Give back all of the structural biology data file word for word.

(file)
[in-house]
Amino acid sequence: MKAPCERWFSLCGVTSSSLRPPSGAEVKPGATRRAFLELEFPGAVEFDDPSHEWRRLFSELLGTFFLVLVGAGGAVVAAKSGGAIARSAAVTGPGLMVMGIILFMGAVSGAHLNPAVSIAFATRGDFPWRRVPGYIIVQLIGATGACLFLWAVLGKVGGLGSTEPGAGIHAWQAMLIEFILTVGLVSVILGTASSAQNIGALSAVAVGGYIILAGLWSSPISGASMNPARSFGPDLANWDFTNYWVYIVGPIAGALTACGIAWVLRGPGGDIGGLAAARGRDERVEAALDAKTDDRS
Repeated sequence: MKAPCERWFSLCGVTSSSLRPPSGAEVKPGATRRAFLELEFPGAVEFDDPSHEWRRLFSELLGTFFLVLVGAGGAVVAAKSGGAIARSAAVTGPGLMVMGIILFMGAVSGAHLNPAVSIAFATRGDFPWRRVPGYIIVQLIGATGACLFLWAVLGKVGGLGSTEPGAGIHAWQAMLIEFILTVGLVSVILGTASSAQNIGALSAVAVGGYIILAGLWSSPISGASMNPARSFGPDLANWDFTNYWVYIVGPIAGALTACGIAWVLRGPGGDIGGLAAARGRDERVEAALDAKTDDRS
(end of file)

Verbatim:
[in-house]
Amino acid sequence: MKAPCERWFSLCGVTSSSLRPPSGAEVKPGATRRAFLELEFPGAVEFDDPSHEWRRLFSELLGTFFLVLVGAGGAVVAAKSGGAIARSAAVTGPGLMVMGIILFMGAVSGAHLNPAVSIAFATRGDFPWRRVPGYIIVQLIGATGACLFLWAVLGKVGGLGSTEPGAGIHAWQAMLIEFILTVGLVSVILGTASSAQNIGALSAVAVGGYIILAGLWSSPISGASMNPARSFGPDLANWDFTNYWVYIVGPIAGALTACGIAWVLRGPGGDIGGLAAARGRDERVEAALDAKTDDRS
Repeated sequence: MKAPCERWFSLCGVTSSSLRPPSGAEVKPGATRRAFLELEFPGAVEFDDPSHEWRRLFSELLGTFFLVLVGAGGAVVAAKSGGAIARSAAVTGPGLMVMGIILFMGAVSGAHLNPAVSIAFATRGDFPWRRVPGYIIVQLIGATGACLFLWAVLGKVGGLGSTEPGAGIHAWQAMLIEFILTVGLVSVILGTASSAQNIGALSAVAVGGYIILAGLWSSPISGASMNPARSFGPDLANWDFTNYWVYIVGPIAGALTACGIAWVLRGPGGDIGGLAAARGRDERVEAALDAKTDDRS